“Real change will only happen with legislation”
As a company at the forefront of sustainability, we saw how Patagonia’s bold new eco-stance sets the bar for brands far and wide. Nonetheless, recent IBM research has shown that while 86% of organisations have a sustainability strategy in place, just over 1 in 3 (35%) have acted on that strategy. So, what really forces brands to act? Is it the need to follow suit? Consumer expectations? A legitimate concern for the environment? Or simply government legislation? In this blog, we will consider these questions and what it says about the brands in question.
Like Patagonia, some brands have sustainability at their core and some are eager to hop on the sustainable bandwagon early. A plethora of early-mover advantages exists for brands choosing to act already, from investment and reduced operational costs (e.g., lower energy bills, fewer travel costs, reduced waste) to growing a loyal consumer base. One such brand to hop on board is Coca-Cola. In recent years, the company has made significant strides in achieving its environmental goals, ensuring that its bottles include 24% less plastic while reducing gas emissions by transforming their production line. In a similar vein, our client, Mars, is redesigning its operations to eliminate deforestation from the supply chain by 2025 while switching to 100% renewable electricity. Impressively, since 2015, Mars has cut emissions in its full value chain by 7.3% despite the business continuing to grow.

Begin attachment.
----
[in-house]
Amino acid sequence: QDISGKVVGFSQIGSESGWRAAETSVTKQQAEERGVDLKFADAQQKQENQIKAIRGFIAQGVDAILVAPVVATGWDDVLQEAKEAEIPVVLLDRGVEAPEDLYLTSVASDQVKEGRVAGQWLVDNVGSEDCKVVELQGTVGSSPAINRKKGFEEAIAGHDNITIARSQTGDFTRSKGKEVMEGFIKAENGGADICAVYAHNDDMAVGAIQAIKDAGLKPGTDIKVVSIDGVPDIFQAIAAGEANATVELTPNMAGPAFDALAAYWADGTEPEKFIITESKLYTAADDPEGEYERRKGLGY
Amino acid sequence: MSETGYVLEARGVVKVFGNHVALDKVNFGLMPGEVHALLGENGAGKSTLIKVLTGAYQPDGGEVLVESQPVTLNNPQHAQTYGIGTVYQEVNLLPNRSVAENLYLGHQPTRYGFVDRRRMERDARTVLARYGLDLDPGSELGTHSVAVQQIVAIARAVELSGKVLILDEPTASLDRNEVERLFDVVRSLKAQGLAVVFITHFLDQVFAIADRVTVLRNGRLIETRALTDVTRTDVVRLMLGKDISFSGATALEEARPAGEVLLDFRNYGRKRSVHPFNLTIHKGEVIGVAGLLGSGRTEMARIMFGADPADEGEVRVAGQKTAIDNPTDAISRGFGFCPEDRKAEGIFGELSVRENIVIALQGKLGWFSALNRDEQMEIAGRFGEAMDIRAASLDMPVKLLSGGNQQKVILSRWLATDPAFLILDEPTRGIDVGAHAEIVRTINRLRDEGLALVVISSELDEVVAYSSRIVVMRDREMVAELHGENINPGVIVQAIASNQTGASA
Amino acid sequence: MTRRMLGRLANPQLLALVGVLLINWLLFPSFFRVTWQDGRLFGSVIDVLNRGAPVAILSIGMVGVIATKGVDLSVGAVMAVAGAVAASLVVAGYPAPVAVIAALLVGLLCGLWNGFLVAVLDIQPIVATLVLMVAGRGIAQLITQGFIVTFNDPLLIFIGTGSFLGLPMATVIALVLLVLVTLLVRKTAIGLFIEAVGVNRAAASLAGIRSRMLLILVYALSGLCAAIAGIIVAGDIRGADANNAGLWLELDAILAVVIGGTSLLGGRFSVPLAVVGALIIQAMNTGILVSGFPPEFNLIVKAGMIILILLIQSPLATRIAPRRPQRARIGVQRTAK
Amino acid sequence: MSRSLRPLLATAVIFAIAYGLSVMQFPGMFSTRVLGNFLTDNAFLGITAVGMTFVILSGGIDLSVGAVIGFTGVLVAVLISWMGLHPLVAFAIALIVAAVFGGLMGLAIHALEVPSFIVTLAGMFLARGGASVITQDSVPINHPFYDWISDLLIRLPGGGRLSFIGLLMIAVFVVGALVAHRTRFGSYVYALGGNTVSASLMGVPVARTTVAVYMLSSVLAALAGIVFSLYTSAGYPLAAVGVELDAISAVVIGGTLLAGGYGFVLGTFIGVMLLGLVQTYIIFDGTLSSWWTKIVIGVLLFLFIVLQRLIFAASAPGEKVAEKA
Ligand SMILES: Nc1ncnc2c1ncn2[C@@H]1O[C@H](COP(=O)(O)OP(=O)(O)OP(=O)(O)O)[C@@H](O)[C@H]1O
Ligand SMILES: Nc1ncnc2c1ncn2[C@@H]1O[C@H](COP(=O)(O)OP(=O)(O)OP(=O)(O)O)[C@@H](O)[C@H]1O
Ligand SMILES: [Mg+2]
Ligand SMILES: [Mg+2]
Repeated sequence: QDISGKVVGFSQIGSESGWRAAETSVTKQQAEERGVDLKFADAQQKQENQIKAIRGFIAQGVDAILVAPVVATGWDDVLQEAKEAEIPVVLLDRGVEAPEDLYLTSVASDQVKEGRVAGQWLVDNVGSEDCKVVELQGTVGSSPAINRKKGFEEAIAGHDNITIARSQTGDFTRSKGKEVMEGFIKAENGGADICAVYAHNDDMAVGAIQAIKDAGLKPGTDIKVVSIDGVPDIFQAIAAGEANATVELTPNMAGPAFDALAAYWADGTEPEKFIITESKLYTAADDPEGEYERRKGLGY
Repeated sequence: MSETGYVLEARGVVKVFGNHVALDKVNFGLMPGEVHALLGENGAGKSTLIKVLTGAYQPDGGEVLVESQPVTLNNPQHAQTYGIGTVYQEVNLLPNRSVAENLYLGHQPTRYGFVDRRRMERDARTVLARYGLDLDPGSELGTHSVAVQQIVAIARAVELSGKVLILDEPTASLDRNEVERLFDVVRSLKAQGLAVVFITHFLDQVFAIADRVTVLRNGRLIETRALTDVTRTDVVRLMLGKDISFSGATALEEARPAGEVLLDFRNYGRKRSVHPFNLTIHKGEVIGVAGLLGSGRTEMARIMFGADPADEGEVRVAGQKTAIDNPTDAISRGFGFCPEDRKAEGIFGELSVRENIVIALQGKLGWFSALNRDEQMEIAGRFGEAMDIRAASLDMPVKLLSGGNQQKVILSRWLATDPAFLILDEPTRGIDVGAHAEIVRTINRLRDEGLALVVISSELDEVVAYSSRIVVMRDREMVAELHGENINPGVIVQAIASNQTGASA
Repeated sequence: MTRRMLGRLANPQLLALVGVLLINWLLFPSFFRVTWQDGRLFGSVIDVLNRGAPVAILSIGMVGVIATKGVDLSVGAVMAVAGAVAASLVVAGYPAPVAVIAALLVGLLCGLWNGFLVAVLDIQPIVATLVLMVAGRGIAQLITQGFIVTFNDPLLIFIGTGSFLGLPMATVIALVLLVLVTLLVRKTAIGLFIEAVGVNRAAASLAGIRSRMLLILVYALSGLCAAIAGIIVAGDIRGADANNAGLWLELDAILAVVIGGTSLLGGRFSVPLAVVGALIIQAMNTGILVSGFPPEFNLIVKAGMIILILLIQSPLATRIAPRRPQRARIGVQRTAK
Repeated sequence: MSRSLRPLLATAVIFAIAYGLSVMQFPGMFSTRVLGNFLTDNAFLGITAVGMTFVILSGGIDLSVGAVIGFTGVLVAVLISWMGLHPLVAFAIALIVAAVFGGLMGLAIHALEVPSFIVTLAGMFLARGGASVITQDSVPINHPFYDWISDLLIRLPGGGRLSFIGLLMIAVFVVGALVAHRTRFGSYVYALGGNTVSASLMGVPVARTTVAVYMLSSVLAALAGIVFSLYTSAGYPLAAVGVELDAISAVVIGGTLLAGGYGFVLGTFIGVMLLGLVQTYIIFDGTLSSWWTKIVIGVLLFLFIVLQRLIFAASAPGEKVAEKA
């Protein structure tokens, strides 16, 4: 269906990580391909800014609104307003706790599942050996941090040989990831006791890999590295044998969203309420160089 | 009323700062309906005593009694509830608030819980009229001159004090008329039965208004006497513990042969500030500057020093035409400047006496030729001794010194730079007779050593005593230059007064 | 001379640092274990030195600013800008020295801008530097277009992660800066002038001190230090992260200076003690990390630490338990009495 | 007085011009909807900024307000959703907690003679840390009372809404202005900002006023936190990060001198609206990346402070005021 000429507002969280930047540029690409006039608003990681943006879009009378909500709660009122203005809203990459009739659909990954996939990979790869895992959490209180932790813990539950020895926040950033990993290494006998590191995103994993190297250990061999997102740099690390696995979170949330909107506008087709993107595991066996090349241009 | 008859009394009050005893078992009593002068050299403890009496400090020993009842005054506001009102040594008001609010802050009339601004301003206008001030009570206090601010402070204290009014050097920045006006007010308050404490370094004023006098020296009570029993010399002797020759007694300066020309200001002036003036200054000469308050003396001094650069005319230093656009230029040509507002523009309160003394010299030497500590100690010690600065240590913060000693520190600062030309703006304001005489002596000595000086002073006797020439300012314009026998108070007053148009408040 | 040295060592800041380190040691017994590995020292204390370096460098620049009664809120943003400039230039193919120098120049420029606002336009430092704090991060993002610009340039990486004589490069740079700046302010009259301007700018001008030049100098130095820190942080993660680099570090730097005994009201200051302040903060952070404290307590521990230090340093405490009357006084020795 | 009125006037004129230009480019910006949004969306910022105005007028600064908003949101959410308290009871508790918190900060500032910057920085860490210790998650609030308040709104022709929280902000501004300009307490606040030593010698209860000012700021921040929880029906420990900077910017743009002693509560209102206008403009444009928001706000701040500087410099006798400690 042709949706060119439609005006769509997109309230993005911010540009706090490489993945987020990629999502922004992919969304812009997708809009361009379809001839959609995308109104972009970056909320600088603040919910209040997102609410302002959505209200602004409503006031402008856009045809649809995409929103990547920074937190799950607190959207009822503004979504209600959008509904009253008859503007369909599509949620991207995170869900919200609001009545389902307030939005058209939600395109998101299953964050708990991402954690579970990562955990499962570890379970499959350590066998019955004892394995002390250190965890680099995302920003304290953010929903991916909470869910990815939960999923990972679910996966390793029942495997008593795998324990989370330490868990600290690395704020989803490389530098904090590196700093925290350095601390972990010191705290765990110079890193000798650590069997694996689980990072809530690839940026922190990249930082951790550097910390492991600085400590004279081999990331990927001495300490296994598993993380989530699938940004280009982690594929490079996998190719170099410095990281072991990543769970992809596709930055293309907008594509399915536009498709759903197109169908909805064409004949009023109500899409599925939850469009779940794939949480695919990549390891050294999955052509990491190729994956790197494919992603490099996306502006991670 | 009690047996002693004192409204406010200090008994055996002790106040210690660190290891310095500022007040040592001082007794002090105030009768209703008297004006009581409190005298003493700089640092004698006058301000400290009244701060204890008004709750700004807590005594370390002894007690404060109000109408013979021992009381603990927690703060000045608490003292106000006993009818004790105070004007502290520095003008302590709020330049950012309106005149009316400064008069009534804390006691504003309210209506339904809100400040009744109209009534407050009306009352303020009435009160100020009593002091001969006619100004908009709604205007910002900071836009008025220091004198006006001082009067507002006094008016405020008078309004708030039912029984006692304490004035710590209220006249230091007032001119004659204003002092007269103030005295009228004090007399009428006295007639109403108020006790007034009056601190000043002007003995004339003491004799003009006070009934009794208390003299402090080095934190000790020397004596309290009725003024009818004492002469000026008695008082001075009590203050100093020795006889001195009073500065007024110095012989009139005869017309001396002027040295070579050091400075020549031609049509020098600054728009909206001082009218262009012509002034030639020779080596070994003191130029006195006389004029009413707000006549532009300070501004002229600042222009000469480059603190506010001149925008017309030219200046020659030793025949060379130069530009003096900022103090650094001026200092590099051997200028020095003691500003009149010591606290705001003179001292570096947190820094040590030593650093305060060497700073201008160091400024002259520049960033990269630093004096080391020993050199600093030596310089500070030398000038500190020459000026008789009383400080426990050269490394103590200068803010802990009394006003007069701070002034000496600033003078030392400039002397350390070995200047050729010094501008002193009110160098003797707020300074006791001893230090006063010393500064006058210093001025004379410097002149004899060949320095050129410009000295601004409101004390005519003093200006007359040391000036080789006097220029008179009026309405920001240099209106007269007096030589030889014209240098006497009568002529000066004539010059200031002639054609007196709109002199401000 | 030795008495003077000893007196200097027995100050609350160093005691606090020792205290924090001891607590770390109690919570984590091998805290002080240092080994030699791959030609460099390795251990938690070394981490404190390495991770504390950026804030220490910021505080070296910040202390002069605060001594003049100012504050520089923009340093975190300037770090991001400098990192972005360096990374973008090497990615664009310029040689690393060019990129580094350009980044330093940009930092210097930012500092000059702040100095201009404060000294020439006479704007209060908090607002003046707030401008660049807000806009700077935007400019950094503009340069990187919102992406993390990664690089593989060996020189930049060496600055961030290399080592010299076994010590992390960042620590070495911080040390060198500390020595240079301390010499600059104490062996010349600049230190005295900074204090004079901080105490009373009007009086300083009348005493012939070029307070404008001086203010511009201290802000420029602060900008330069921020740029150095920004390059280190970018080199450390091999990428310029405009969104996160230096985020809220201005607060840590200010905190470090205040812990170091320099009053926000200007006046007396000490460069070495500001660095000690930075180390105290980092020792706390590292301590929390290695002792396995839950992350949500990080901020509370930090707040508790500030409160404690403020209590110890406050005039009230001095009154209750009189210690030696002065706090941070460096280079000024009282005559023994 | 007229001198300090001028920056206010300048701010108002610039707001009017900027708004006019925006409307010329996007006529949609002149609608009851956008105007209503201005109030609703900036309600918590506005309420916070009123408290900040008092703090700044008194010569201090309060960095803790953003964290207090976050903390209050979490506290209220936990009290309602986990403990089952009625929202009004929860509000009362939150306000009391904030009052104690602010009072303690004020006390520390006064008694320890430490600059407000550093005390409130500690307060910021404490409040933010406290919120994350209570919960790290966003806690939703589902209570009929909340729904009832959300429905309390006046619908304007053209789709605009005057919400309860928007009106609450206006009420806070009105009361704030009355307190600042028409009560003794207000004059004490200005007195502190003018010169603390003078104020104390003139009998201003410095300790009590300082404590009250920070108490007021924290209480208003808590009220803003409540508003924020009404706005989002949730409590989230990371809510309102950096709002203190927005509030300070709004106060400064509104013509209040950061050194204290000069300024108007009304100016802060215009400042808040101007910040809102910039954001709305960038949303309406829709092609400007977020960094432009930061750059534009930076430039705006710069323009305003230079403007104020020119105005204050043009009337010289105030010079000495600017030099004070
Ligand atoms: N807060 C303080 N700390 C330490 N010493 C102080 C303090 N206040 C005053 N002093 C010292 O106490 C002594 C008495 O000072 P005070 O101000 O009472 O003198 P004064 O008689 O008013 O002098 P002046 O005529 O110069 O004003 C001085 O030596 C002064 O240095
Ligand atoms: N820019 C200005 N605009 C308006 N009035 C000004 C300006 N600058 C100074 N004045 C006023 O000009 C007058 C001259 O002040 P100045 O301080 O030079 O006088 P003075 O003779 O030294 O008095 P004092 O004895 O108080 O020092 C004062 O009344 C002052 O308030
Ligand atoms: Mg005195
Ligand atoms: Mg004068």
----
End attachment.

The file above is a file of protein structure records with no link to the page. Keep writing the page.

Outside of FMCG, brands like PwC have now made ESG reporting and sustainability strategies a core part of their offering. Interestingly, what Coca-Cola, Mars, and PwC all have in common are attempts to embody their overall vision and support their brand purpose. The vision of Coca-Cola is “to bring a difference in people’s lives, the planet, and [our] communities”, Mars’ is “to drive the principles of quality, responsibility, mutuality, efficiency, and freedom”, while PwC’s is “building trust in society and problem solving”. These brands, therefore, benefit reputationally from such changes to practices and offerings, building trust amongst stakeholders. So, what happens when these core values are not vital to a company’s reputation?
Fast fashion brands such as Shein and Pretty Little Thing, both notoriously unsustainable, have received heat over the years for their micro-plastic-polluting garments and unsustainable supply chains. Nonetheless, sustainability has never been a factor in these brands’ core (or lack of) values and continues to be de-prioritised (or seemingly forgotten). This is especially concerning given the cost-of-living crisis, with many driven to prioritise cheap items from reputationally unsustainable brands over brands with green credentials.
It may therefore only be legislation that forces some brands to act. The European Commission’s proposal for Ecodesign for Sustainable Products Regulation establishes requirements for products to significantly improve their circularity, energy performance, and other key environmental aspects (environmental footprint, proportion of recycled content, durability, reusability). In the UK, the Competition and Markets Authority (CMA) may also get the power to enforce legislation from the Green Claims Code checklist, in a bid to tackle greenwashing. If granted, the CMA could impose a penalty of up to 10% of global annual turnover on brands that breach greenwashing laws.
These government-enforced pieces of legislation will likely be the only means to force the hand of every major player, from sustainable leaders to the infamously unsustainable, to follow a common set of environmental parameters. What we’ve found interesting in consulting is that whatever journey brings brands to sustainability they end up with a stronger business… financially, logistically, to recruitment and their sales story. Regulation forces change… regulation just might be the mother of invention that we need right now.